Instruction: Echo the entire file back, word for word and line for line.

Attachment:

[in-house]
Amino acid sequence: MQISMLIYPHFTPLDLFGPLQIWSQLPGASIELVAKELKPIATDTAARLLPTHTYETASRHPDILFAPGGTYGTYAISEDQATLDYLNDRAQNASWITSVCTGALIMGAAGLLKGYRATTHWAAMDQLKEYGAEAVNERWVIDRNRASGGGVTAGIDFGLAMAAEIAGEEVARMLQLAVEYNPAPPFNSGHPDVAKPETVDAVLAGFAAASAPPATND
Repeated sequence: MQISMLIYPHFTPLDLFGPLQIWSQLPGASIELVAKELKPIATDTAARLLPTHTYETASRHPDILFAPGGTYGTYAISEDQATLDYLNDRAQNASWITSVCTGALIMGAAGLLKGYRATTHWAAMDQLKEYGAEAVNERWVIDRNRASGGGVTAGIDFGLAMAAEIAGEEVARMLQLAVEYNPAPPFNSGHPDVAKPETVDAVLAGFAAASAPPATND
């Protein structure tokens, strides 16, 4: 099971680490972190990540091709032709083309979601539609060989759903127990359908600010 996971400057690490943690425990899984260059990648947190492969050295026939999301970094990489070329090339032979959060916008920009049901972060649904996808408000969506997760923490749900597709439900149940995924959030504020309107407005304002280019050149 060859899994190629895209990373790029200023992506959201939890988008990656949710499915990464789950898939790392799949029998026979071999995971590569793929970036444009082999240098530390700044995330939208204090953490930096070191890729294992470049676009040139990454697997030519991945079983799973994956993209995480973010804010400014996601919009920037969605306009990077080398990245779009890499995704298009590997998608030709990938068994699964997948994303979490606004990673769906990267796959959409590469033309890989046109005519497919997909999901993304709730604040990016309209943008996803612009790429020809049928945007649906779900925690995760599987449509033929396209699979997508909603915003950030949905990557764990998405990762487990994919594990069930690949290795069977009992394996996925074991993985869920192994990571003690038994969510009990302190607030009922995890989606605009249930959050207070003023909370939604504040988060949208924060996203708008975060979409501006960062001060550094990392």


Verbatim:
[in-house]
Amino acid sequence: MQISMLIYPHFTPLDLFGPLQIWSQLPGASIELVAKELKPIATDTAARLLPTHTYETASRHPDILFAPGGTYGTYAISEDQATLDYLNDRAQNASWITSVCTGALIMGAAGLLKGYRATTHWAAMDQLKEYGAEAVNERWVIDRNRASGGGVTAGIDFGLAMAAEIAGEEVARMLQLAVEYNPAPPFNSGHPDVAKPETVDAVLAGFAAASAPPATND
Repeated sequence: MQISMLIYPHFTPLDLFGPLQIWSQLPGASIELVAKELKPIATDTAARLLPTHTYETASRHPDILFAPGGTYGTYAISEDQATLDYLNDRAQNASWITSVCTGALIMGAAGLLKGYRATTHWAAMDQLKEYGAEAVNERWVIDRNRASGGGVTAGIDFGLAMAAEIAGEEVARMLQLAVEYNPAPPFNSGHPDVAKPETVDAVLAGFAAASAPPATND
């Protein structure tokens, strides 16, 4: 099971680490972190990540091709032709083309979601539609060989759903127990359908600010 996971400057690490943690425990899984260059990648947190492969050295026939999301970094990489070329090339032979959060916008920009049901972060649904996808408000969506997760923490749900597709439900149940995924959030504020309107407005304002280019050149 060859899994190629895209990373790029200023992506959201939890988008990656949710499915990464789950898939790392799949029998026979071999995971590569793929970036444009082999240098530390700044995330939208204090953490930096070191890729294992470049676009040139990454697997030519991945079983799973994956993209995480973010804010400014996601919009920037969605306009990077080398990245779009890499995704298009590997998608030709990938068994699964997948994303979490606004990673769906990267796959959409590469033309890989046109005519497919997909999901993304709730604040990016309209943008996803612009790429020809049928945007649906779900925690995760599987449509033929396209699979997508909603915003950030949905990557764990998405990762487990994919594990069930690949290795069977009992394996996925074991993985869920192994990571003690038994969510009990302190607030009922995890989606605009249930959050207070003023909370939604504040988060949208924060996203708008975060979409501006960062001060550094990392």